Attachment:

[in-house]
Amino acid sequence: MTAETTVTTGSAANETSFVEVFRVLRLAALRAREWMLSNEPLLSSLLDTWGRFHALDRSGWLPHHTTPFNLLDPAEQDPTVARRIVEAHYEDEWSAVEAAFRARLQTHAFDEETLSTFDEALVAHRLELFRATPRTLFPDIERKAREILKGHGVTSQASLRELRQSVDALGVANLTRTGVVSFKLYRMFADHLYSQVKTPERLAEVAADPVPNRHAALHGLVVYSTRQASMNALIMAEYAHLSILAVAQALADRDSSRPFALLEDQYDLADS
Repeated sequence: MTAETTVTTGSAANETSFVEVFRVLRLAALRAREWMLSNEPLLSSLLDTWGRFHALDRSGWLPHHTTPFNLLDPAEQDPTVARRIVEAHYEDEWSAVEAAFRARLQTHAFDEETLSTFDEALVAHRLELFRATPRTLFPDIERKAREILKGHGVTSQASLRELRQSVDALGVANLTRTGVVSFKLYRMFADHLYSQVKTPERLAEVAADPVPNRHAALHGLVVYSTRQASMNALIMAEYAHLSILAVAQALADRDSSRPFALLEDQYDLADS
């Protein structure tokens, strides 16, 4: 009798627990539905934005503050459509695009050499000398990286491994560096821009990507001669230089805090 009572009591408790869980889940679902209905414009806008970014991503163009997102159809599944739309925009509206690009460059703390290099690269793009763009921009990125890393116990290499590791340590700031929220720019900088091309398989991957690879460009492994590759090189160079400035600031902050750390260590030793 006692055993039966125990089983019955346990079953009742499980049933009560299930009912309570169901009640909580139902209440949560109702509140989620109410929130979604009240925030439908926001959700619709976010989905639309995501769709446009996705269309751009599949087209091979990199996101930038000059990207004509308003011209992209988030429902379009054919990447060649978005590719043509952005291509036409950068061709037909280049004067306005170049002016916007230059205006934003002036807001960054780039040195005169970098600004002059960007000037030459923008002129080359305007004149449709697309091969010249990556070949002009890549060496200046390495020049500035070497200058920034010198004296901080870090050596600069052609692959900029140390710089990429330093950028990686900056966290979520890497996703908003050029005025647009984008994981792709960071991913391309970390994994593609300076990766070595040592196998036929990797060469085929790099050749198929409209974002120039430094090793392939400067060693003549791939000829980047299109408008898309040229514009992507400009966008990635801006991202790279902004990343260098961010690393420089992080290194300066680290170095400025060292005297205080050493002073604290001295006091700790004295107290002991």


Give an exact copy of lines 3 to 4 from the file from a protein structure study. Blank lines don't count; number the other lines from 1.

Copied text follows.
Repeated sequence: MTAETTVTTGSAANETSFVEVFRVLRLAALRAREWMLSNEPLLSSLLDTWGRFHALDRSGWLPHHTTPFNLLDPAEQDPTVARRIVEAHYEDEWSAVEAAFRARLQTHAFDEETLSTFDEALVAHRLELFRATPRTLFPDIERKAREILKGHGVTSQASLRELRQSVDALGVANLTRTGVVSFKLYRMFADHLYSQVKTPERLAEVAADPVPNRHAALHGLVVYSTRQASMNALIMAEYAHLSILAVAQALADRDSSRPFALLEDQYDLADS
């Protein structure tokens, strides 16, 4: 009798627990539905934005503050459509695009050499000398990286491994560096821009990507001669230089805090 009572009591408790869980889940679902209905414009806008970014991503163009997102159809599944739309925009509206690009460059703390290099690269793009763009921009990125890393116990290499590791340590700031929220720019900088091309398989991957690879460009492994590759090189160079400035600031902050750390260590030793 006692055993039966125990089983019955346990079953009742499980049933009560299930009912309570169901009640909580139902209440949560109702509140989620109410929130979604009240925030439908926001959700619709976010989905639309995501769709446009996705269309751009599949087209091979990199996101930038000059990207004509308003011209992209988030429902379009054919990447060649978005590719043509952005291509036409950068061709037909280049004067306005170049002016916007230059205006934003002036807001960054780039040195005169970098600004002059960007000037030459923008002129080359305007004149449709697309091969010249990556070949002009890549060496200046390495020049500035070497200058920034010198004296901080870090050596600069052609692959900029140390710089990429330093950028990686900056966290979520890497996703908003050029005025647009984008994981792709960071991913391309970390994994593609300076990766070595040592196998036929990797060469085929790099050749198929409209974002120039430094090793392939400067060693003549791939000829980047299109408008898309040229514009992507400009966008990635801006991202790279902004990343260098961010690393420089992080290194300066680290170095400025060292005297205080050493002073604290001295006091700790004295107290002991």